Four-year jail sentence for failing to file tax return

7 February 2011

The England & Wales Court of Appeal last week upheld a four-year prison sentence imposed on a man convicted of failing to submit an income tax return.

In the case, Steed v R, the appellant was a moonlighting trader who had never notified HM Revenue & Customs of his business activities and never declared his taxable income.

When HMRC got onto him they prosecuted him for tax evasion. Eventually they agreed to drop these charges if Steed admitted one charge of the common-law offence of "cheating" and accepted a tax liability of about GBP3,500. He was duly convicted.

But HMRC did not leave matters there. They brought confiscation proceedings against him under the Proceeds of Crime Act 2002, on the grounds that he had enjoyed a "criminal lifestyle" while dodging tax during two fiscal years.

Steed was unable to rebut HMRC's assumptions of his gains from his life of petty crime. At the POCA  hearing, the Crown Court judge imposed a confiscation order for GBP700,000 on the stunned taxpayer. If he fails to pay he will receive a four-year prison sentence.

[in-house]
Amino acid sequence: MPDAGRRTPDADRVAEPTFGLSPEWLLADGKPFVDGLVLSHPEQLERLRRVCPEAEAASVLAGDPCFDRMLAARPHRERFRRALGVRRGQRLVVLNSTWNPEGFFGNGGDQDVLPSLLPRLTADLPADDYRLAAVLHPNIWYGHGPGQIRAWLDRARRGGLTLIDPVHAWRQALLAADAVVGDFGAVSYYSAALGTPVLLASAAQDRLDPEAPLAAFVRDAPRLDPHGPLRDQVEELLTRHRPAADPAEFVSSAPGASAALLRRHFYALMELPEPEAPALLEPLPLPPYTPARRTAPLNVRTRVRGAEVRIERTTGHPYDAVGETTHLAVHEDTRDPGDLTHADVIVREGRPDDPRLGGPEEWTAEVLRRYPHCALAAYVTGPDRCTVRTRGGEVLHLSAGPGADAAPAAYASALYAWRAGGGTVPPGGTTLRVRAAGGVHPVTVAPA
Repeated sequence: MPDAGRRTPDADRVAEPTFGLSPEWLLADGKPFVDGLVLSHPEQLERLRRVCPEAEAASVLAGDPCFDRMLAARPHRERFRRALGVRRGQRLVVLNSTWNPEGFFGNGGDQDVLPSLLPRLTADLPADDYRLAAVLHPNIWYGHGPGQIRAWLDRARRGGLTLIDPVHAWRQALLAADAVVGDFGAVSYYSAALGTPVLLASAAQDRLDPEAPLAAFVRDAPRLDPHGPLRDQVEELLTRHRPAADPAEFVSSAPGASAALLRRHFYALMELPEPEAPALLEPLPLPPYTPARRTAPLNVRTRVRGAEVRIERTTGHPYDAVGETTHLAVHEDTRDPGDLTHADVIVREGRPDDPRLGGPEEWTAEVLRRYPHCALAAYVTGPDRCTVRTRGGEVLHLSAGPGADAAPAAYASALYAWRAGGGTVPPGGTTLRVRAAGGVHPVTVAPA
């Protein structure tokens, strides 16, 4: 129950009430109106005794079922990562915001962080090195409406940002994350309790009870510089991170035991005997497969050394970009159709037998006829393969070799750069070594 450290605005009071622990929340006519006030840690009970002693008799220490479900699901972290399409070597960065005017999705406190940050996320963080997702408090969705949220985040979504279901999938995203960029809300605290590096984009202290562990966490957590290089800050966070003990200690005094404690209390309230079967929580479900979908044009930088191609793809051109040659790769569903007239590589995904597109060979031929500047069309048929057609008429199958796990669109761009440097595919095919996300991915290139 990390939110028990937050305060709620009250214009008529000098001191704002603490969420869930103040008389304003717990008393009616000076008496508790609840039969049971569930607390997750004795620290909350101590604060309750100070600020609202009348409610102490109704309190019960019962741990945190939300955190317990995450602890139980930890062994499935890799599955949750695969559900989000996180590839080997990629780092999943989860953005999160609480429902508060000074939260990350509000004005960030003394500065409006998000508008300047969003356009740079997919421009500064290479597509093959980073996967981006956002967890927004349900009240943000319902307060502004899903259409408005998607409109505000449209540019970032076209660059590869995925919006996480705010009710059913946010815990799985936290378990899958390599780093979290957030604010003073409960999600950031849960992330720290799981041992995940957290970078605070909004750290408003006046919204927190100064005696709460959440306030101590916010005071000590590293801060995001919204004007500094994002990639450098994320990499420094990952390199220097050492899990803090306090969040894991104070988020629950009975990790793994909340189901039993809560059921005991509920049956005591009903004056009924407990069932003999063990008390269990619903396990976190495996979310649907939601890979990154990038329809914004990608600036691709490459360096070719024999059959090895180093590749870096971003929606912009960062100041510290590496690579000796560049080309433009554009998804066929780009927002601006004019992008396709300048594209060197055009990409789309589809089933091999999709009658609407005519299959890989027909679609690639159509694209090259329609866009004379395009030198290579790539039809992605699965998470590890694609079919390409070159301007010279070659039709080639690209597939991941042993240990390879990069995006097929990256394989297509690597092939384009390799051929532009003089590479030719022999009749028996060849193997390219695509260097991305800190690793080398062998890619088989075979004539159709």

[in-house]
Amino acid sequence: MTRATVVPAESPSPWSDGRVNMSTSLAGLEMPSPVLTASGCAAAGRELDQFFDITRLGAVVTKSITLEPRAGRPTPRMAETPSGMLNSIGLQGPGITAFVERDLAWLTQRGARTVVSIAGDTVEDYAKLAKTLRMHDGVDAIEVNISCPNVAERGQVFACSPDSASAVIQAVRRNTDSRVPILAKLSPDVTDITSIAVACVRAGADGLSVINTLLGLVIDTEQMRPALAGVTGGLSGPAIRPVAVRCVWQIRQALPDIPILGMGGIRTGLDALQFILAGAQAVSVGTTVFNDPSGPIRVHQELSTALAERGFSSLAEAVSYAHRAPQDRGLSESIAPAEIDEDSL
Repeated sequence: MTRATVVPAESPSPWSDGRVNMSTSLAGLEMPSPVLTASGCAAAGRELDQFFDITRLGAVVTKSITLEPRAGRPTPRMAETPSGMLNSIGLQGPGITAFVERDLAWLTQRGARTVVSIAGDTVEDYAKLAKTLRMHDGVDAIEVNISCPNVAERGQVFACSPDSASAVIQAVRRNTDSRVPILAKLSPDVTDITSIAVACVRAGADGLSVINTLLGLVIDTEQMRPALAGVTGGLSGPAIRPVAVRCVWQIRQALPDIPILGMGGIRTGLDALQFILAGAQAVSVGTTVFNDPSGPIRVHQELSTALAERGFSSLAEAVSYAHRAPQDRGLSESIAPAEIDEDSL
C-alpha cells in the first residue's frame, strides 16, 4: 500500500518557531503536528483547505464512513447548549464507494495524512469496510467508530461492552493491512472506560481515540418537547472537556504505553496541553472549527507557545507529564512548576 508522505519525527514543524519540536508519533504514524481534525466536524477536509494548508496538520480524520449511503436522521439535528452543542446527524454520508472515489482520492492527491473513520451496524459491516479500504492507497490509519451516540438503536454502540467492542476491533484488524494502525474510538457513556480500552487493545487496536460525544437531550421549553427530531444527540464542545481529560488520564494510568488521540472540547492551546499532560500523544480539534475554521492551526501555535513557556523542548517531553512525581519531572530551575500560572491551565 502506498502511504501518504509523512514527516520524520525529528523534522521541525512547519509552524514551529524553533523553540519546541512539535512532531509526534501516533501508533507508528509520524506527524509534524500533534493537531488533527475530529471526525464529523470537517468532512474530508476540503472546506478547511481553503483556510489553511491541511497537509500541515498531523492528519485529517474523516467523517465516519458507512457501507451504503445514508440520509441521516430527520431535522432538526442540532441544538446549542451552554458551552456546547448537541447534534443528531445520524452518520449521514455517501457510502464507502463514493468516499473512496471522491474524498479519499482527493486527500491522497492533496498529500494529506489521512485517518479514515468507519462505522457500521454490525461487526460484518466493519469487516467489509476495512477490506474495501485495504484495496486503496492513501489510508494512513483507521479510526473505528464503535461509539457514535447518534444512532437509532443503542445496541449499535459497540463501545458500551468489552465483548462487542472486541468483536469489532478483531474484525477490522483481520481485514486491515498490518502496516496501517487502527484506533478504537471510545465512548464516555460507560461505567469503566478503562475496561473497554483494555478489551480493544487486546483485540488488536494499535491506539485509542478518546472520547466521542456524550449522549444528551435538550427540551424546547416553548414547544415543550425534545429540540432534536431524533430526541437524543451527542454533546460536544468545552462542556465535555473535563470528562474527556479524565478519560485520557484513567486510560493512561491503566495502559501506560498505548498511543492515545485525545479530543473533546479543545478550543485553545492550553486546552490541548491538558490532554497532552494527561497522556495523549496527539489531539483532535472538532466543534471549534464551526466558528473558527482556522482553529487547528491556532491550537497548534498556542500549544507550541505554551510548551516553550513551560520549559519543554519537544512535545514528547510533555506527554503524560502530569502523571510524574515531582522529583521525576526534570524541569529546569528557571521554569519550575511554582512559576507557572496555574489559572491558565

Steed appealed, claiming that the benefits he derived from his offences were far below the threshold for POCA proceedings. But the England & Wales Court of Appeal has now dismissed his plea.

According to some practitioners, the ruling sets a worrying precedent that admitting minor offences to HM Revenue could lead to very serious consequences under POCA confiscation proceedings.POCA has often been criticised as draconian, but its supporters defended its enactment by claiming it was reserved for use against the very Napoleons of Crime.

However, it now appears that it is increasingly being used against ordinary businesses or individuals who commit, or cannot prove they did not commit, small tax irregularities.

Practitioners and taxpayers should thus be aware that admitting to minor offences, in return for more serious charges being dropped, might now end up with Crown Court confiscation proceedings.

 

Sources

 

BAILII

Accounting Web


Advert

Article Search

Browse jurisdictions by clicking on the map regions below

© 2011 Society of Trust & Estate Practitioners